Maersk Ltd gives the Masters of their ships a lot of lee way in regards to running the ship as the Captain is on scene, so to speak and is the eyes and ears for the office. If the captain feels he needs to deviate because current conditions, the office will more than likely oblige them as long as it is explained why and the Captain feels he has good reason to. Maersk as well as other shipping companies also expect the masters to use all the tools available to them to insure a safe arrival of the cargo and crew. Piracy advisaries, like weather advisaries are deciminated for a reason and it is expected that they be used to their fullest advantage. That said, even though those advisaries were not utilized in April and bad things happened. A good thing has resulted that the ship has been hardened and was able to protect itself when not 1 but 4 skiffs approached. It’s funny how the world’s navies have pulled away from their primary mission and why the US Navy was formed – freedom of the seas but it’s a big ocean and thus they send the warnings that they may not be able to get there in time if a ship is attacked. Capt. Murphy is dead on about how to approach the piracy problem – blockade. Placating and enabling the pirates with ransomes hasn’t worked through out history and it will not work now when the world wants to be kinder and gentler towards them.

    Where I do disagree with Shane and to repeat myself, it is not okay for a master to ignore advisaries whether they be for weather or pirate incidents. The advisaries are there for a reason and the company pays to have them sent out to help the ship in it’s voyage planning and crew safety. Perhaps nothing would have been said if Captain Phillips had made an attempt to go further out and still get boarded? At least he made an attempt. To stay on the same old penned in course he always took after coming back from an exstended vacation and even being told at his turnover that things had really heated up in the region is not the mark of a good seaman in my book. Luckily, he wasn’t a US Navy Captain. At least everyone came home safe and his mistake caused the ship to be hardened which prevented a much worse situation last month and finally the world knows all the facts.

    I’ve seen those pictures you took from the crain, Shane. If only that camera of yours had been a .45 but we all must remember that everything happens for a reason.

    Capt. D. McPherson

  • leesea

    I am not any kind of a lawyer, I just had to testify in such a case.

  • Very well put Capt. Murphy! Full of common sense, especially this:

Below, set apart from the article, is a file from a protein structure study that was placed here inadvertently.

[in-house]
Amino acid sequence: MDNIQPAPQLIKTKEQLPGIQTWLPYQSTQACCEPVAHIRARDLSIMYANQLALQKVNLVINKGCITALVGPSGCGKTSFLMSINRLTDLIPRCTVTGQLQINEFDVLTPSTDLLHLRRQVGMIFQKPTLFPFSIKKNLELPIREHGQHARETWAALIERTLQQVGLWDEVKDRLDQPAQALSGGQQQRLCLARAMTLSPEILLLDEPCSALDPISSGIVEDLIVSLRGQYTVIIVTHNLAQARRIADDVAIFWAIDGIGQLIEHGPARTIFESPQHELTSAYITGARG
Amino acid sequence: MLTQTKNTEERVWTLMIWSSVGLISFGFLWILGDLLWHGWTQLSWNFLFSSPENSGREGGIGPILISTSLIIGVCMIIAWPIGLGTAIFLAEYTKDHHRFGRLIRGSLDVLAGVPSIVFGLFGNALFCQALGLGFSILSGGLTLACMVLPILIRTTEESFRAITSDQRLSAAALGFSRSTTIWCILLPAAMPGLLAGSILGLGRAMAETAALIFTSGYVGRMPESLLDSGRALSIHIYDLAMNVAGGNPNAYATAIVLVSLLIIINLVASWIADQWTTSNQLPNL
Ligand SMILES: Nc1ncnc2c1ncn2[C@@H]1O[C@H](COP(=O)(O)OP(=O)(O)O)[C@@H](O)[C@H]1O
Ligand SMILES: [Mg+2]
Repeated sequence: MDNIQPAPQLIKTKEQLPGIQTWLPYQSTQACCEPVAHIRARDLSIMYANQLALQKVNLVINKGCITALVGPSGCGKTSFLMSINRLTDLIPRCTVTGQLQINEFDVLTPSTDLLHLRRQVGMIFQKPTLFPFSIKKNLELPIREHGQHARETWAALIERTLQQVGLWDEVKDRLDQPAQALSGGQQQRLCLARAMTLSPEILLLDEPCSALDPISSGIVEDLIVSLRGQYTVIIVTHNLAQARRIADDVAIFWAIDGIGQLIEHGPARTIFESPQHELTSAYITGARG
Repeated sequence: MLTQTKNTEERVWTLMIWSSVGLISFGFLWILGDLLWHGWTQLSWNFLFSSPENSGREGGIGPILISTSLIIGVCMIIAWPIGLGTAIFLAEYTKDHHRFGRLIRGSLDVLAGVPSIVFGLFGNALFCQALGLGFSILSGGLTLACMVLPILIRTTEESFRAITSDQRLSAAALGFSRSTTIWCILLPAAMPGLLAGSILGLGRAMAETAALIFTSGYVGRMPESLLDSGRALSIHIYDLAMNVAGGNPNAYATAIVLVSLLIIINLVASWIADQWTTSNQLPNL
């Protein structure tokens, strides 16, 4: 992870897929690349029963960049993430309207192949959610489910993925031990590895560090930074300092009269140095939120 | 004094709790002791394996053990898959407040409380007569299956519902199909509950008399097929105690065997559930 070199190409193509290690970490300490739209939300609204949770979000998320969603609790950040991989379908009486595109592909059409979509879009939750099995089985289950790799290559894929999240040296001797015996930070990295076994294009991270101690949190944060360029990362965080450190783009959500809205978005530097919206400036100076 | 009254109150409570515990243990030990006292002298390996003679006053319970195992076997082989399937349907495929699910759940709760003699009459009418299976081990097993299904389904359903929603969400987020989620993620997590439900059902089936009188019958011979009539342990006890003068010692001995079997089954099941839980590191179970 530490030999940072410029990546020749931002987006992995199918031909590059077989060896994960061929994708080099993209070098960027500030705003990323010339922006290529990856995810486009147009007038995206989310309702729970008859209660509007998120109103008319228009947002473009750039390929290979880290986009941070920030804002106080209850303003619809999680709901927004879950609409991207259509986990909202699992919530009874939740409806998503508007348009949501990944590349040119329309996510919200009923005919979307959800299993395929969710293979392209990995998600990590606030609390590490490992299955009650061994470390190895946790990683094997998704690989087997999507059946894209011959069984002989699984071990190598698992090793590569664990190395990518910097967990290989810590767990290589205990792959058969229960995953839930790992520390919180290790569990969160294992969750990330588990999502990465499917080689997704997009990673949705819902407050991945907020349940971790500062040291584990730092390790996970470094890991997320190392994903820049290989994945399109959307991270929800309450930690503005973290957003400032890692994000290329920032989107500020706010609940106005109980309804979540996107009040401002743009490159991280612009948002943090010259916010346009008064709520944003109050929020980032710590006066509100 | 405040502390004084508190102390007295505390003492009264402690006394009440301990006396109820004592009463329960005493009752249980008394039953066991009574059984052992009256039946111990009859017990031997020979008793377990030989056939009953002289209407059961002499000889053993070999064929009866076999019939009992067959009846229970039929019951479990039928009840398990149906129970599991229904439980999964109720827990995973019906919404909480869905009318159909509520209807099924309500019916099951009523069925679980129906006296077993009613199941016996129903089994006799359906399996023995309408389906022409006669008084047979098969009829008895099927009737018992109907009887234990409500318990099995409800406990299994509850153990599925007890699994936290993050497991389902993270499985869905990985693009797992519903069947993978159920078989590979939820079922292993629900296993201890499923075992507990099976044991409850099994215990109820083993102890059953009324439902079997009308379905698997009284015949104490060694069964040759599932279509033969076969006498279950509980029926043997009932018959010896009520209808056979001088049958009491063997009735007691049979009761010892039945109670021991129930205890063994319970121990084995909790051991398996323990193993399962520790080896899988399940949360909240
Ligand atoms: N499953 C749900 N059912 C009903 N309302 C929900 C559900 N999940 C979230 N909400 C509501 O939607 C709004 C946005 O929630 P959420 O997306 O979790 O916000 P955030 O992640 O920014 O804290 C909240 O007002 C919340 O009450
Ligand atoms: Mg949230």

“If the powers that be say the ocean is too big a place to effectively patrol, then it’s time to arm the ships.”

    The powers that be consider the ocean too big because they only view it from a handful of high end warships which can’t be in many places at once. The much maligned corvettes and small patrol vessels which the richer powers don’t want might just be their salvation, turning around their slow extinction in numbers as well as not forcing merchant seamen to fend for themselves. Why even have a Navy if you can’t contend with even the least of threats on the high seas? It is easy to mock and ignore, but as you say, some day these same pirates far-off may be the terrorists on our door-steps.

  • Grandpa Bluewater


    Well. Said. Shane. Murphy.

    As a professional (albeit long retired) naval officer I find our lack of frigates graven upon my heart.

    As a professional (albeit somewhat more recently retired) merchant marine officer, I am in complete agreement with Captain Murphy.

    To those who oppose honest seaman defending themselves when the Navy can’t (why it can’t, set aside for another post), and their employers are disinclined to take any effective action to preserve them and punish their captors or murderers, (due in part to the advice of damnfool lawyers, safe in walnut paneled leather upholstered offices, also another post) I say: You won’t lead, get out of the way.

    Alternatively, follow Captains such as those who served in Maersk Alabama the day in question, if you have what it takes.

    Small arms operation and ship security tactics training and qualification, or recent experience with same, required.

  • Spade


    Galrahn has a good couple maps up showing hijackings in the area of the Maersk Alabama. It’s good information. I think it puts the Capt in a good light, especially the 2 week map.

  • Captain Shane Murphy

    Thank you Gentlemen for your input. @ Capt. MacPherson, I thought the same thing. You don’t know until your put in that position and talking about it is foolish, but on that day, I had many such moments where I could have taken the shot, and I would have. And there are plenty of guys like me sailing out there. As far as the advisory aspect of it, thats a whole other debate you could discuss in a classroom setting for hours. I’m trying to focus on the problem from a deckplates perspective, and letting the legality of it all sort itself out. I mean come on guys, if we really want to get letigis about this, I have a pretty f’ng good salvage claim going. I’d be intrested to hear what the Jag’s have to say about that. I just want to keep the focus and the blame on the people purpotrating the acts. Check my story, they had ample oppurtunity to get out with there lives and they just wouldn’t take it.